Supporting Environmental Defenders

Across the world, voices to protect the planet are growing louder as climate change impacts the reality of millions. From promoting more sustainable management and use of natural resources to fighting biodiversity loss, the role of environmental civil society and defenders is gaining increasing public attention. Unfortunately, the work of these activists is also becoming more perilous – even fatal – as defenders suffer grave violations of their rights by both state and non-state actors in their struggle for better protection of the environment, their land and their livelihoods.

Notwithstanding, violence against environmental activists is an issue that is gaining international acknowledgement and traction. As a global hub of international diplomacy, Geneva is in a special position to make a difference by acting as a centre for discussions and multilateral processes at the intersection of human rights and the environment. On 21 March 2019, the Human Rights Council adopted Resolution 40/11, the first resolution to recognise the contribution of environmental human rights defenders to the enjoyment of human rights, environmental protection and sustainable development and the obligations of States to respect these fundamental rights.

Towards a Geneva Road Map

As part of its collaboration brokering activities, the GSPI has provided support to a project aimed at further engaging policy activity on human rights and the environment. Led by Peter Larsen, a researcher from the Institute of Environmental Governance and Territorial Development (GEDT), the project aims to strengthen coordination and collaboration among science, policy and implementation actors, with a series of activities organised with partners from the international Geneva ecosystem.

Following a set of public and expert events held between 25-27 February 2020 (a two-day technical workshop and dialogue, followed by a public roundtable and a side event at the Human Rights Council), the project culminated in the launch of an ambitious “Geneva Road Map”. The result of a truly collaborative effort between scientists, policy actors, defenders, civil society organisations and networks, the Road Map is a major step towards bolstering collective action against threats to environmental defenders and to turn HRC Resolution 40/11 into action.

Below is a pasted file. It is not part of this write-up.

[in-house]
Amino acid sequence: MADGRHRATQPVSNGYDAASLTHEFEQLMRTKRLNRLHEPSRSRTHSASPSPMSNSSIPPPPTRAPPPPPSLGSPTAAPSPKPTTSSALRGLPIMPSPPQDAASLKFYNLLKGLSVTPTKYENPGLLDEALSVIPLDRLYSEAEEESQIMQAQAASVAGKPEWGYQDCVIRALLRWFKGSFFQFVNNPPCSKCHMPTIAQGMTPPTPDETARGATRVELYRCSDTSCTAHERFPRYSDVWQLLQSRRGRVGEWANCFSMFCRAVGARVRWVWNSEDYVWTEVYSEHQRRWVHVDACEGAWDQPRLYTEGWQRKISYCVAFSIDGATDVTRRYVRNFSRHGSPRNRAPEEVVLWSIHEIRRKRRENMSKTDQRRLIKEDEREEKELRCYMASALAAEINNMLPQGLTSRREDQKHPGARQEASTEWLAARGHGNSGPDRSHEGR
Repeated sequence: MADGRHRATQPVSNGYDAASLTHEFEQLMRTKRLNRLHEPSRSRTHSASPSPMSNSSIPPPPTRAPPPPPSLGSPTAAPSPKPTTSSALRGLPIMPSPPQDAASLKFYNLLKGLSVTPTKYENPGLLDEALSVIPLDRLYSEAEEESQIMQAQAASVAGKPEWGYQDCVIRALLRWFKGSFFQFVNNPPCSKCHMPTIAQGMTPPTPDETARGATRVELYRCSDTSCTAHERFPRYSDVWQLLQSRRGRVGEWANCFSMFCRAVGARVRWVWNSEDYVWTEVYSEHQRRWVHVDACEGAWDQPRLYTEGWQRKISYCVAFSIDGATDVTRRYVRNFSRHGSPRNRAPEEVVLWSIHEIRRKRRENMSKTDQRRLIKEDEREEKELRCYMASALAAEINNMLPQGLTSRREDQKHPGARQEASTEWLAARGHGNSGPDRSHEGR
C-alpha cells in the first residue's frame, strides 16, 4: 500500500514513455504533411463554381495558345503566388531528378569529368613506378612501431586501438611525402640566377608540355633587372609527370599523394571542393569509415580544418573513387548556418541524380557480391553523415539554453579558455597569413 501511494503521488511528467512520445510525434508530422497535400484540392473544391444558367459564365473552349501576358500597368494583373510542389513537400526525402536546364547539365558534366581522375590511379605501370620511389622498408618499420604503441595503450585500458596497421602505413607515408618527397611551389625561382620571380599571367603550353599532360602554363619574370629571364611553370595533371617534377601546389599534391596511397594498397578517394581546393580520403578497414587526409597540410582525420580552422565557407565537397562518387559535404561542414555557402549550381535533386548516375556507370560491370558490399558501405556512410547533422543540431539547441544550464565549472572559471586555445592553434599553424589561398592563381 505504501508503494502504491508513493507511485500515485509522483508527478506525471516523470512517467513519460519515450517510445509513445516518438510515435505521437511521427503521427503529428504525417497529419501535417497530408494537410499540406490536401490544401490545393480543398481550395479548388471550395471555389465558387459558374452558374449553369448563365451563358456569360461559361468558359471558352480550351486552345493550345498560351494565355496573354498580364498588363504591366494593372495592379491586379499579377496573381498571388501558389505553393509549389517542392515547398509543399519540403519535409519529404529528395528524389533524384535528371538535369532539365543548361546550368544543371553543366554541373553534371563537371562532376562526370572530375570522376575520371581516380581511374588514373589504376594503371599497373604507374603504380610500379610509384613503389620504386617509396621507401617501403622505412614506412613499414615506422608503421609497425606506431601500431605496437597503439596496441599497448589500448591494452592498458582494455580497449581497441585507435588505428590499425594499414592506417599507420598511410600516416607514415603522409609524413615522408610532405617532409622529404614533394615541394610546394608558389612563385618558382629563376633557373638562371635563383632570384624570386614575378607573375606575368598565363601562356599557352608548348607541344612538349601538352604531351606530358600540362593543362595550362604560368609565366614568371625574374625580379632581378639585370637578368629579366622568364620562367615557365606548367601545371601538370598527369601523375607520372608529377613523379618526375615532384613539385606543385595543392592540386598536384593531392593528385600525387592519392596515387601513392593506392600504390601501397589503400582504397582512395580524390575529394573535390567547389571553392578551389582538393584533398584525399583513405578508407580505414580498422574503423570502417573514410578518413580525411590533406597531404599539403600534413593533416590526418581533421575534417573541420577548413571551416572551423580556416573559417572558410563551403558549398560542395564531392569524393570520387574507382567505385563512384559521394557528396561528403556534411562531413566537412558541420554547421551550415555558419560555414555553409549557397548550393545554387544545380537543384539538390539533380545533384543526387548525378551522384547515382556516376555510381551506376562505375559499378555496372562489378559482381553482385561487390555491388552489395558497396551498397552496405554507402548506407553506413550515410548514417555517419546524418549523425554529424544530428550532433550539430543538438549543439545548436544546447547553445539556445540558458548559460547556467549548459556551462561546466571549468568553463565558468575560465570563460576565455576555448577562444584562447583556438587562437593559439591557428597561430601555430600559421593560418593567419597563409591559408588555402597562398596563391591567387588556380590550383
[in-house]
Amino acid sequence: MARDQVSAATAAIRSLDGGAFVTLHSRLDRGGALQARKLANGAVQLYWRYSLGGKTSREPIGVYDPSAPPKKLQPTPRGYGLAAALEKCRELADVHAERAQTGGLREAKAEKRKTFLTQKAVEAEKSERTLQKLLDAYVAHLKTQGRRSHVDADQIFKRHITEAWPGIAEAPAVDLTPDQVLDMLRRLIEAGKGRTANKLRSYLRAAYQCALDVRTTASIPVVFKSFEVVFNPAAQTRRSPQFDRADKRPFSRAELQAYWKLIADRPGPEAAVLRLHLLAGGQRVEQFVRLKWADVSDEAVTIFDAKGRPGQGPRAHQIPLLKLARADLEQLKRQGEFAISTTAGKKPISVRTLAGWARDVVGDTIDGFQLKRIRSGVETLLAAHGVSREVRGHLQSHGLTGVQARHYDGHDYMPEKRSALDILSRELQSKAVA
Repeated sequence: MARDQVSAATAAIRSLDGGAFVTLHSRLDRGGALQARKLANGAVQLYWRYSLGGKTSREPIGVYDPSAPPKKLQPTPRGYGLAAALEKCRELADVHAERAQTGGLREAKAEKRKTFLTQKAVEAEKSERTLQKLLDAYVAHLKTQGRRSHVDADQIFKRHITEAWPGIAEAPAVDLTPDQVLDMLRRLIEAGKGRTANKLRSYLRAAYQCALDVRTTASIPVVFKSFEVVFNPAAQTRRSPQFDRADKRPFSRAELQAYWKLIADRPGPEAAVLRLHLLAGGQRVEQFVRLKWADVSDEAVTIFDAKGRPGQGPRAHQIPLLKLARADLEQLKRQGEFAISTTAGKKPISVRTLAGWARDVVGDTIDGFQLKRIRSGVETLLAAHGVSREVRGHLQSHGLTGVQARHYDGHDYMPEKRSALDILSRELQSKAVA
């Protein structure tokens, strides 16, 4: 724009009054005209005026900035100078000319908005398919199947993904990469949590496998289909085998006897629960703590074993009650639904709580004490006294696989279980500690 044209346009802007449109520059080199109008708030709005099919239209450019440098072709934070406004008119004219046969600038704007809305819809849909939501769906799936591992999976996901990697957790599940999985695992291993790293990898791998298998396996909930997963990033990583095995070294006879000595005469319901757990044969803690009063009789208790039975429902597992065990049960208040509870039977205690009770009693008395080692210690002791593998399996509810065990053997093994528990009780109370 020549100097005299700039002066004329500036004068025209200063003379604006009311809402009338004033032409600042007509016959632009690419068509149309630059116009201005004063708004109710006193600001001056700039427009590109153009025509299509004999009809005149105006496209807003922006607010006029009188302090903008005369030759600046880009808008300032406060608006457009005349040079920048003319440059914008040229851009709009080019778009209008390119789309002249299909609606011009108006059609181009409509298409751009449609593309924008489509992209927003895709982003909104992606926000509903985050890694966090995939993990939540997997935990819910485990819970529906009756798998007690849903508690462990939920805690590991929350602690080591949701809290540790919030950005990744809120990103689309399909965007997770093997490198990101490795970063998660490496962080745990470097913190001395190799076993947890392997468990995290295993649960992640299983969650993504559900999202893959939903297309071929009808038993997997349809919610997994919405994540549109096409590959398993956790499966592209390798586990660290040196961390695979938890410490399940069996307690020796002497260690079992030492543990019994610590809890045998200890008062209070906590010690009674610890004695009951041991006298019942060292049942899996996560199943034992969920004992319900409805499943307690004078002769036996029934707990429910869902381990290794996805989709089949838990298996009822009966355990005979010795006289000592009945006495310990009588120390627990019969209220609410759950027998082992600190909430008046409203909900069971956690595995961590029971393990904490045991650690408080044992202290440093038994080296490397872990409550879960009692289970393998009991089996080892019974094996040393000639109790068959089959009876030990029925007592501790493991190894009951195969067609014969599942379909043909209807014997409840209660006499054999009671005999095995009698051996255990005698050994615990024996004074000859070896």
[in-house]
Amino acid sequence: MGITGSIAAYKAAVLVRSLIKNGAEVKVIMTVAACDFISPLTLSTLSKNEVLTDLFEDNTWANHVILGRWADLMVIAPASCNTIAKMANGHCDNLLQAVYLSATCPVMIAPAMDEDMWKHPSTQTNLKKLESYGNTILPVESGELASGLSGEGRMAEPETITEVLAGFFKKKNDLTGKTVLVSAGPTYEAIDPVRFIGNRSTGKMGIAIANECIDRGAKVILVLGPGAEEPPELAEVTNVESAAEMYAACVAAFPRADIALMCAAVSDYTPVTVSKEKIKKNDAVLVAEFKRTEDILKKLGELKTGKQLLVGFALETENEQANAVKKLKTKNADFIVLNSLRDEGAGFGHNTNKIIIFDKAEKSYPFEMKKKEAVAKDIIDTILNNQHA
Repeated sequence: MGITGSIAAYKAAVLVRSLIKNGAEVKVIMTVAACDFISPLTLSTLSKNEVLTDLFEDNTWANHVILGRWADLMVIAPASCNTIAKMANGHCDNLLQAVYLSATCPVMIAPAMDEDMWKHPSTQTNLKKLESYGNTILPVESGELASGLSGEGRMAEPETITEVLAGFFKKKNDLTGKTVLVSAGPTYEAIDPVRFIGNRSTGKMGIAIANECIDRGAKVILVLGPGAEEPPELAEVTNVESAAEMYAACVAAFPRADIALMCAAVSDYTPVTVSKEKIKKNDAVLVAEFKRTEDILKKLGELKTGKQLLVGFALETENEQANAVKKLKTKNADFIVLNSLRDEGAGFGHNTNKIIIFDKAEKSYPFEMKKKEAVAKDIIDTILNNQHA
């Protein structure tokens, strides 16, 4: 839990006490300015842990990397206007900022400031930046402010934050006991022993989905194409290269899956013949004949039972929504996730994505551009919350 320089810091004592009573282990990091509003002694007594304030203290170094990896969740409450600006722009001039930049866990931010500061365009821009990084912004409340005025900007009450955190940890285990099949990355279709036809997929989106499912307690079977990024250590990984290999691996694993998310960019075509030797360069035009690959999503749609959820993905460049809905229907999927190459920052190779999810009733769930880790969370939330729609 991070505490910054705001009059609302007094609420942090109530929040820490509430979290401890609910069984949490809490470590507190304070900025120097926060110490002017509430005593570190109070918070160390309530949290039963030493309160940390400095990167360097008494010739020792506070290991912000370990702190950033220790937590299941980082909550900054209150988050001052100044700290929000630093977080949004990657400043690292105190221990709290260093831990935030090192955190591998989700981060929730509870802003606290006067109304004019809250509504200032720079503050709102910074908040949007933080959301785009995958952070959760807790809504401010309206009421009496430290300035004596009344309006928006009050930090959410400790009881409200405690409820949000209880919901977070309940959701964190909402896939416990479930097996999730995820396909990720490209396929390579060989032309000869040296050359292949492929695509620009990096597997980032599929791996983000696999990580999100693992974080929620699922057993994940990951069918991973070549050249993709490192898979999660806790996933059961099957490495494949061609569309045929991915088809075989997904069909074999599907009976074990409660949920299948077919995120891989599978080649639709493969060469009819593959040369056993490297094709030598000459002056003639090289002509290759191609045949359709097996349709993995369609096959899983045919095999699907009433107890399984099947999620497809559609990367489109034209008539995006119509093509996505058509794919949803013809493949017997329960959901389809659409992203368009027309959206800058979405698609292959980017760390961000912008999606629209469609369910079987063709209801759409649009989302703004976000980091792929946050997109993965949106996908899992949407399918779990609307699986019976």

Shaping a common agenda

On 25 and 26 February, a group of civil society defenders, researchers, civil society actors, as well as UN Special Rapporteurs on the situation of Human Rights Defenders Michel Forst and on human rights and the environment David Boyd, convened for a two-day expert workshop. The session aimed at reviewing existing knowledge on the issue; drawing lessons from existing environmental protection approaches; assessing knowledge gaps; and identifying concrete policy recommendations for action for the human rights and environmental community.

This expert meeting, which underscored how integral it is to connect the scientific community with those who have experience on the ground, was co-organised by the University of Geneva, the Geneva Environment Network and EarthJustice, in collaboration with various other academic institutions, international organisations and actors from Geneva and around the world, including the GSPI.

Mobilising the international community

On the evening of 26 February, a public roundtable was held at Palais Eynard to present the result of the expert meeting and officially launch the Geneva Road Map. The event opened with the Mayor of Geneva, Sandrine Salerno; University of Geneva rector, Yves Flückiger; Grethel Aguilar, the IUCN’s Director General; and the UN Special Rapporteur, Michael Forst. What followed was a global panel of six environmental defenders and environmental defender representatives who passionately shared testimonies from Brazil, Russia, Kenya, South Africa, Turkey and the Philippines. The evening ended with the presentation of the Geneva Road Map.

The violent struggles and dire situations described by the panel were critical in underlining the seriousness and urgency of the issue and made a strong case to reinforce efforts to safeguard the rights of those fighting for better protection of the environment. It was clear that including environmental defenders in the decision-making process challenges policy-makers to think differently so that we can ensure better protection of environmental human rights.

Finally, co-sponsored by Switzerland and Fiji and with the participation of environmental defenders, NGOs and academic partners, a side event at the Human Rights Council explored how to mobilize the international community from both the human rights and the conservation fields to work towards the implementation of Resolution 40/11. The aim of the event was to strengthen the dialogue process to help shape key building blocks for the Road Map, review progress made and discuss needs and perspectives. The results of the discussion were conveyed to the UN Mission and Diplomats such that the Road Map can be integrated into international discussion at the Council and beyond.

Moving forward

This week’s events and the important work that went into gathering a wide range of partners demonstrate the existing momentum and value of nurturing an active dialogue between researchers, defenders, civil society actors and policy-makers. The coalition around the Geneva Road Map should meet regularly and coordinate around joint actions. The next step will be the IUCN World Conservation Congress in June 2020 in Marseille, which should give ample spotlight to this issue and to the efforts by the project supported by the GSPI. Hopefully, this will be the year of recognition for the right to a healthy and sustainable environment.